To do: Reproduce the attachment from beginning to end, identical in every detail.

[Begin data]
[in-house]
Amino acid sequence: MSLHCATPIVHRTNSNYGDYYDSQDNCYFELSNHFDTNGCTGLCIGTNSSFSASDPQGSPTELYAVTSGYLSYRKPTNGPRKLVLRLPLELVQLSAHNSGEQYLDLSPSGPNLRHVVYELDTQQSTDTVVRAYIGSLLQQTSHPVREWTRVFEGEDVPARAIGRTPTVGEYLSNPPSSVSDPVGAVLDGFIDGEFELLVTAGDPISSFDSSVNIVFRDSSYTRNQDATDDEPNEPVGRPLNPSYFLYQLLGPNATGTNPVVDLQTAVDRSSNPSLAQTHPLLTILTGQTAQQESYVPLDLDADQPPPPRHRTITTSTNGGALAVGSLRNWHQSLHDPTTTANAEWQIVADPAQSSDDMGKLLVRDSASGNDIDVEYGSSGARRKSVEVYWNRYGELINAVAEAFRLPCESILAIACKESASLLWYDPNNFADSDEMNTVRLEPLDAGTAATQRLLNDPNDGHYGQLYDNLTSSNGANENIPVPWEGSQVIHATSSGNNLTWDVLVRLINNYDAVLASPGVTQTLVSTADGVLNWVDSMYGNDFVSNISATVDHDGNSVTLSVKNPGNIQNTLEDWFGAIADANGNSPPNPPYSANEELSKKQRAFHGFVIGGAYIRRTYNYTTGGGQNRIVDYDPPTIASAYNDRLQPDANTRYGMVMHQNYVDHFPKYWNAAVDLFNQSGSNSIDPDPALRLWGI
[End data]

[in-house]
Amino acid sequence: MSLHCATPIVHRTNSNYGDYYDSQDNCYFELSNHFDTNGCTGLCIGTNSSFSASDPQGSPTELYAVTSGYLSYRKPTNGPRKLVLRLPLELVQLSAHNSGEQYLDLSPSGPNLRHVVYELDTQQSTDTVVRAYIGSLLQQTSHPVREWTRVFEGEDVPARAIGRTPTVGEYLSNPPSSVSDPVGAVLDGFIDGEFELLVTAGDPISSFDSSVNIVFRDSSYTRNQDATDDEPNEPVGRPLNPSYFLYQLLGPNATGTNPVVDLQTAVDRSSNPSLAQTHPLLTILTGQTAQQESYVPLDLDADQPPPPRHRTITTSTNGGALAVGSLRNWHQSLHDPTTTANAEWQIVADPAQSSDDMGKLLVRDSASGNDIDVEYGSSGARRKSVEVYWNRYGELINAVAEAFRLPCESILAIACKESASLLWYDPNNFADSDEMNTVRLEPLDAGTAATQRLLNDPNDGHYGQLYDNLTSSNGANENIPVPWEGSQVIHATSSGNNLTWDVLVRLINNYDAVLASPGVTQTLVSTADGVLNWVDSMYGNDFVSNISATVDHDGNSVTLSVKNPGNIQNTLEDWFGAIADANGNSPPNPPYSANEELSKKQRAFHGFVIGGAYIRRTYNYTTGGGQNRIVDYDPPTIASAYNDRLQPDANTRYGMVMHQNYVDHFPKYWNAAVDLFNQSGSNSIDPDPALRLWGI